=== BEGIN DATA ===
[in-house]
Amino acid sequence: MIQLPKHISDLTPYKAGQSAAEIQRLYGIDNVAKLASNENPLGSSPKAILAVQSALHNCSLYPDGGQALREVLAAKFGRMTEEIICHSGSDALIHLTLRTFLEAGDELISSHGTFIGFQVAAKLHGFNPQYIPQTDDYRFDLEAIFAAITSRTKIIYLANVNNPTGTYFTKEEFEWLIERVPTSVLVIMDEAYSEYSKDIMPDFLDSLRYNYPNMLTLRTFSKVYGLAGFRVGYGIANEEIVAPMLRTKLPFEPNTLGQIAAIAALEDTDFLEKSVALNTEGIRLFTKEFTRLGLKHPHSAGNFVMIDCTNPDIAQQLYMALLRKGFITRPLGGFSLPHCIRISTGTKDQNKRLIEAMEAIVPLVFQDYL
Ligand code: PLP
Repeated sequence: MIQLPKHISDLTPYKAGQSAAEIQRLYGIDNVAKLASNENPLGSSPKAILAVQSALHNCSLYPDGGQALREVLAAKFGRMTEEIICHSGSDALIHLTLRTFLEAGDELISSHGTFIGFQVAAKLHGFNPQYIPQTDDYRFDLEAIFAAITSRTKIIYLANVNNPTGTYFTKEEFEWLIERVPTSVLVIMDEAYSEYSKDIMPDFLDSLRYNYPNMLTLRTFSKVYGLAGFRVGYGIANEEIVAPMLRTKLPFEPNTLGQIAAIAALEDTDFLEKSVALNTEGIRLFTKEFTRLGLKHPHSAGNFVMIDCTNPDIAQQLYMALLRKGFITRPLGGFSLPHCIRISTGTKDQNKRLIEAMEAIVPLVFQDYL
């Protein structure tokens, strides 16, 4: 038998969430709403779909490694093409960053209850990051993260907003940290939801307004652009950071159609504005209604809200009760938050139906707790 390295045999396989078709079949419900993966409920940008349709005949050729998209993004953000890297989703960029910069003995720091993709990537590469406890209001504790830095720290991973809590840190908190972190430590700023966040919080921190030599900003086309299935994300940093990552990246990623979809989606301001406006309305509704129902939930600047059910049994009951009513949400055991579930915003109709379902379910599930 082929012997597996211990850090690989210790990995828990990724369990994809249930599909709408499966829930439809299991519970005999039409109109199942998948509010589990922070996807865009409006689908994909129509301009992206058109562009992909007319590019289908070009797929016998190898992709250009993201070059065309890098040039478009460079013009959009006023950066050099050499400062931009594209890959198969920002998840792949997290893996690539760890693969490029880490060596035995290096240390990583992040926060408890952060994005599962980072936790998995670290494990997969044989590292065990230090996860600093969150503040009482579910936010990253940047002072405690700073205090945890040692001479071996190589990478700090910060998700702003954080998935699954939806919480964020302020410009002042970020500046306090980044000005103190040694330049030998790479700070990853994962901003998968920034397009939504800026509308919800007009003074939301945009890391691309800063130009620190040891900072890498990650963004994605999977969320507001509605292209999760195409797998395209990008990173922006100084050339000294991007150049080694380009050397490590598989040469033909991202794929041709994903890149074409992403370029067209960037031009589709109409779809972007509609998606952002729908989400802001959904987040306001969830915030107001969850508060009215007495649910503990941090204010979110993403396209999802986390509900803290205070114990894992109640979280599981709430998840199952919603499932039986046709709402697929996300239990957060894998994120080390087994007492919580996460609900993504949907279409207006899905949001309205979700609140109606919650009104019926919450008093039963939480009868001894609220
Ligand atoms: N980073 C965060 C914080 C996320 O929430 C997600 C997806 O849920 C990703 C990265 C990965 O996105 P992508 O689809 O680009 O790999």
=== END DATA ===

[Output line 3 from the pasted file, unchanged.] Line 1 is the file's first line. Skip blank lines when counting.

Ligand code: PLP